Universal Basic Income and COVID-19

This pandemic is changing society, let’s think about shaping that change

For many across the globe this pandemic has changed the way life is lived in a myriad of ways. While many others are looking on and wondering when it will be their turn.

One recurring thought we may have is this: “I hope that life will return to normal soon”. However, it may be that this hope is only realised three, six or even twelve months from now. But, what will “normal” look like when the pandemic is over? Apart from some aspects of our life not being the same as today, many industry sectors will still be facing difficulties.

The most recent and relevant lesson is found in the financial calamity of 2008 and its aftermath. Some say that even 10 years after the event, many economies around the world still had not returned to what they were prior to the disaster. With this in mind, let’s use a thought experiment by applying this most recent lesson to what is happening right now. Suppose that the pandemic is behind us by the middle of 2021. Can we assume that life will return to “normal” by the middle of following year? Do we expect to see and experience how things were in 2019, by 2023? That is, a return to the familiar routines and rhythms of life just a couple of years after a potential defeat of this particular virus?

As a futurist, one of the tools in my toolbox is to help people discuss the different ways the future may unfold. So, here is a question to consider: can we use this time now to imagine an improved way to run the economy? Could we perhaps use this current period of restriction and uncertainty to consider ways of enhancing how we run the affairs of business, of careers, of welfare?

Is Universal Basic Income an idea whose time has come?

Much studied, discussed and experimented with, Universal Basic Income (UBI) is a regular living wage paid directly to citizens. This government guaranteed income is sufficient to cover basic living expenses such as food, accommodation and health. In its purest form, all people regardless of socio-economic status receive it and it replaces social welfare payments.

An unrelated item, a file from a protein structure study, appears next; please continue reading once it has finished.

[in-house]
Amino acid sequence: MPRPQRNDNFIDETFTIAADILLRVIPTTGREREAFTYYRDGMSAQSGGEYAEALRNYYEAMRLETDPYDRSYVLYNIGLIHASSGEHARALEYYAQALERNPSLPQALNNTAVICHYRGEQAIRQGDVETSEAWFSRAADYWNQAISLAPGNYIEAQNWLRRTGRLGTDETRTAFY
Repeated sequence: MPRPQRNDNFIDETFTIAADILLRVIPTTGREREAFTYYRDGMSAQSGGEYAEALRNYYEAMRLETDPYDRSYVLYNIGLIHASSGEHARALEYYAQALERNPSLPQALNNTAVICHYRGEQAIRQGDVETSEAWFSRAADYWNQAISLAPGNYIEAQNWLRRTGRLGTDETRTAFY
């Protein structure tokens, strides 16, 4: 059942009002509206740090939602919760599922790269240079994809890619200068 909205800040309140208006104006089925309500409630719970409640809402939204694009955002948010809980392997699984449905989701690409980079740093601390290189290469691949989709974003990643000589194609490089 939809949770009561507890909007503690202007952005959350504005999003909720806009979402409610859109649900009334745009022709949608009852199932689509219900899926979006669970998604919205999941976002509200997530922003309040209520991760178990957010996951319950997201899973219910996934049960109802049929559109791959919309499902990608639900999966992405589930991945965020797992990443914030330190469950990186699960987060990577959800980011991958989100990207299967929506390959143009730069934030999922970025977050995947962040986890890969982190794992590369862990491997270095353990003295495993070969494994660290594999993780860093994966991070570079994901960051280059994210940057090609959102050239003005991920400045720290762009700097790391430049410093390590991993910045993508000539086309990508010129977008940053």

Self-evidently, arguments can be mounted to dissuade us from its introduction. But what is possible? Let us reflect on some of the positives, and how UBI can be paid for.

Regarding the positives, one obvious example is the benefit to those who have fallen on hard times, or for those who live at the lower end of society. UBI provides a floor, a liveable safety net, a tangible promise that support is available when its needed most. Another benefit is for those going through the agonies of divorce or domestic violence. UBI provides a means of escape and of establishing a haven of safety. A third advantage is from a career perspective. Consider someone who wants to leave a job and either start a business, or enroll in a course of education, or even have a break before they pursue a new career. With UBI as a support for these people, imagine the benefits we would reap as a society. Innovation and entrepreneurship would be unleashed, our workforce would be better trained, and employees would stay in jobs that are suitable for them.

Now for the other side of the equation. Where would the money come from? With reference to the trials and studies that several countries have run over the last few decades, there is a level of experience and knowledge that can be drawn on to answer this question. In essence, UBI could be paid for a number of ways. Taxes on resources and financial transactions, and the consolidation of welfare programs are but three sources of finance for this initiative.

One final thought. Step back and look what governments around the world are doing to help their citizens through this coronavirus crisis. The UK is gifting people a regular income, the Italians are paying utility bills, and South Korea is subsidizing wages. While there are other types of support currently being delivered, each of these governments have found the finance to directly support their people.

So, once this turmoil is over, imagine if the will was there to continue this financial support. Whilst we are in this period of uncertainty let us begin to have conversations about introducing Universal Basic Income. Why can’t we reframe the months ahead as a time of transition? For reshaping how our society functions is the opportunity that awaits.


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